Risking Your Life For Corporate Camaraderie

Imagine being submerged inside a downed aircraft in icy water, knowing that to reach air and safety you have to work with fellow passengers. Of course, you understand this is only a training exercise, aimed at honing your capacity for trust, collaboration, and team building. Here’s the question: Will defying death succeed better than the rope courses, scavenger hunts, tug of wars and other standbys of traditional corporate team building?

The Groton, Conn.-based company Survival Systems USA is betting that undergoing realistic disaster training is the new trend in helping corporations enhance teamwork, improve leadership and build skills needed for 21st century workplaces. The company is adapting its aquatic survival training into a program for companies seeking to push the envelope in employee team building.

The Survival System training, which involves a mock plane or helicopter crash in nasty conditions, is but the latest in moves toward intensive team-building exercises that go far beyond the classic “trust fall.” Exercises may range from rock climbing, rappelling, wilderness camping and sailing to sophisticated “geo hunts” in which teams use GPS to follow clues.

Many executives believe that such intensive activities improve morale and increase teamwork (and hence, productivity); they’ve noticed that people who go through such programs bring back a more positive attitude and greater ability to work as a team. However, some team building exercises backfire, leaving employees bewildered, embarrassed and even demoralized.

A variety of factors may be pushing companies to engage in team building activities. One is that MBA programs around the country are using similar exercises as teaching tools for graduate students. At MIT Sloan, for example, new students spend a full day together at the Warren Conference Center building a boat and getting their team to cross an area of water. (If it fails, you’re going to get very wet!) At the Mays Business School at Texas A&M University, MBA students undergo a mock training in which they have to deal with the aftermath of a tornado. The goal is to provide training in crisis leadership as well as team building. If MBA students bring away positive experiences from these kinds of exercises, they are more likely to use them as management tools when they enter the workforce.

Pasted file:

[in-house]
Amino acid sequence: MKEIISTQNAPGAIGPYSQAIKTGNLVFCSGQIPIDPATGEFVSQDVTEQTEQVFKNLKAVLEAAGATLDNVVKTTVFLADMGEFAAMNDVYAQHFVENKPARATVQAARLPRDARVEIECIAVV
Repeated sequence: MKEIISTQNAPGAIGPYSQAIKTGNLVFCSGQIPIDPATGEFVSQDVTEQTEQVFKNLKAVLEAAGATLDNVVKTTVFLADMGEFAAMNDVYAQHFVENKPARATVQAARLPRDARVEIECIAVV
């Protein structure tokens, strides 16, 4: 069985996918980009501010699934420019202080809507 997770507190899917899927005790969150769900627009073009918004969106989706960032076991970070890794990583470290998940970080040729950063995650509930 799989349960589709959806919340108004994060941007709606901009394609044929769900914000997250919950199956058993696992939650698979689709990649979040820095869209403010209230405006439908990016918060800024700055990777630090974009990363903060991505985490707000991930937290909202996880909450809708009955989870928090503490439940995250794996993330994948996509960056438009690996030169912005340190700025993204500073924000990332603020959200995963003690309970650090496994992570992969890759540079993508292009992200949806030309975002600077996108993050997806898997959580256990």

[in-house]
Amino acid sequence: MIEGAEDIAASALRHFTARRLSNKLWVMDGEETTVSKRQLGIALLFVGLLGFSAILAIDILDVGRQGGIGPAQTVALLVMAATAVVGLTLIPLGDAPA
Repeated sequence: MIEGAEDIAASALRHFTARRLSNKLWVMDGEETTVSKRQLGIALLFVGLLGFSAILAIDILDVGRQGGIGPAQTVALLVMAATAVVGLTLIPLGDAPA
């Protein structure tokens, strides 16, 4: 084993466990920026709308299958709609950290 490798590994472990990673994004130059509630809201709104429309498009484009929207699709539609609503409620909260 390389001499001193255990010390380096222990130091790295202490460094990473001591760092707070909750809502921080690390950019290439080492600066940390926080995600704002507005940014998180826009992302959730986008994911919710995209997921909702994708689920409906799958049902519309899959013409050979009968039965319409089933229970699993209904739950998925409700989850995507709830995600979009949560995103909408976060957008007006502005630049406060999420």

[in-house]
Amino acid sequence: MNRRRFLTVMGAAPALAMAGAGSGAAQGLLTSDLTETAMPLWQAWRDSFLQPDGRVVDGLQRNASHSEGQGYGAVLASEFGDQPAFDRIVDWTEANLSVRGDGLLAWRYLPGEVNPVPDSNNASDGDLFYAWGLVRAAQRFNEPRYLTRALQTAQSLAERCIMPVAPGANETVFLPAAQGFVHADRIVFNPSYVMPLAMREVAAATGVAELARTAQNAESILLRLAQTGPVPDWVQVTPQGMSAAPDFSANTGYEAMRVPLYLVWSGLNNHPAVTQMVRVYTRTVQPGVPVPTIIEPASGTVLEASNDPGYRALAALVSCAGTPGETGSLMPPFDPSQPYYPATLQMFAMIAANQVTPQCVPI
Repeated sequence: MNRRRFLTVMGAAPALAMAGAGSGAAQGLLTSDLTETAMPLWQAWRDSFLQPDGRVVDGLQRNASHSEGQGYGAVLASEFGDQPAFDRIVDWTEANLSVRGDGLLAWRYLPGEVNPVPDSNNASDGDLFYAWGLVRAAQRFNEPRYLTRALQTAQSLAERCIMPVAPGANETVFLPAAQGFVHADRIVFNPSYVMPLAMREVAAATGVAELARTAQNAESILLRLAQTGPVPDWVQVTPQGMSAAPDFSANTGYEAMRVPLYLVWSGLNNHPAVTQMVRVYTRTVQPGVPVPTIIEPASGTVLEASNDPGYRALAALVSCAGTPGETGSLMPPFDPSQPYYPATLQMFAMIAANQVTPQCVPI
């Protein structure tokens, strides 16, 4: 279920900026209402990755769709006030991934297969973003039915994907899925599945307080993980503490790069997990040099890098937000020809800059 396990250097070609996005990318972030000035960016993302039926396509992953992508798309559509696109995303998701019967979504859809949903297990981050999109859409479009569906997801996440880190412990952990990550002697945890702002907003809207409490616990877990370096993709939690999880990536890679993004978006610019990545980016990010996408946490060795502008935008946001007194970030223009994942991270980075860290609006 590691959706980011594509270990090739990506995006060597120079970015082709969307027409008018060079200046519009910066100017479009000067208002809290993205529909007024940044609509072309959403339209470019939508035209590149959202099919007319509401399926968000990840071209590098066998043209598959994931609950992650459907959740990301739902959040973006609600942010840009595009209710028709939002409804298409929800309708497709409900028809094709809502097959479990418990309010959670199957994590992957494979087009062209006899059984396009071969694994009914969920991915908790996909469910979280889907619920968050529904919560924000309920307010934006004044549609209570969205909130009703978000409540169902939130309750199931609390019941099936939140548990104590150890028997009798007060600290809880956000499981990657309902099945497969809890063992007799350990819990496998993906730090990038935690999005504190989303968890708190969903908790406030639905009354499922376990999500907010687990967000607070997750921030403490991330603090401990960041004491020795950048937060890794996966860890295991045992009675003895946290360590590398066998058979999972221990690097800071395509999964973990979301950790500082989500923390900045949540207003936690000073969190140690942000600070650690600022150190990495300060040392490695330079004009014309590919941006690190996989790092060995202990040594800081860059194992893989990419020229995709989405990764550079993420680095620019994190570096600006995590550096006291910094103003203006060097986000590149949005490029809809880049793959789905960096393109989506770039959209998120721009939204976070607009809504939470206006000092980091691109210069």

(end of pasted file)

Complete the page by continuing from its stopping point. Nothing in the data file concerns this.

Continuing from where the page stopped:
Another force propelling the drive for intensive team building may be related to millennials who have differing expectations for the workplace including an intense interest in the company culture and a desire for a sense of engagement. Thus, extreme training can be a recruitment tool.

To be sure, the announcement that your company will undergo a corporate team building exercise often elicits the groan, “Oh, not that again.” Still, smartly organized activities, keyed to real workplace issues, can help to build engagement, improve trust and collaboration and allow employees to be creative. Extreme team building does put you in situations where you have to rely on others to succeed and thus does help to build trust. If you trust your colleagues, you’re much more comfortable stating an opinion. Still, companies may be able to increase trust or encourage creativity without, for example, putting employees into large plastic balls and challenging them to roll downhill.

When considering hosting team-building exercises, companies have to determine just what they want to accomplish. Is it to improve morale? Increase collaboration? Consider: Is an exercise in which you pit one team against another going to accomplish your goal of camaraderie or do you want an exercise that focuses on collaboration? Executives should also select activities that are clearly linked to what people do on a daily basis. Planners have to be aware of employees with physical disabilities in choosing a program, so they can be included as well.

We are seeing a growing number of professional businesses that design and offer team-building events. If you don’t have an internal person to organize exercises, seek out and consult with the experts in these companies. I’m also a big fan of being transparent and upfront about why a company is asking its employees to go through an exercise.

Here’s another key point: What are the next steps after the exercise is over? It is dangerous to think that you can create a terrific team culture through just one particular program. It’s an ongoing process. You do have to be careful with team building – it may not accomplish everything that you might hope it will.

Another trend in corporate team building may help both company and community. Some companies are creating opportunities for employees to work for a period of time on a humanitarian project in a poor or underserved area. Such projects can build workplace skills as well as provide a service to those in need. An employee is likely to be much more positive about a company that supports that kind of project.

Extreme team building may represent the next evolution in corporate management, but it may not be right for every company. Sometimes a company softball game will be just as effective.

Neal Hartman is a Senior Lecturer in Managerial Communication at the MIT Sloan School of Management.

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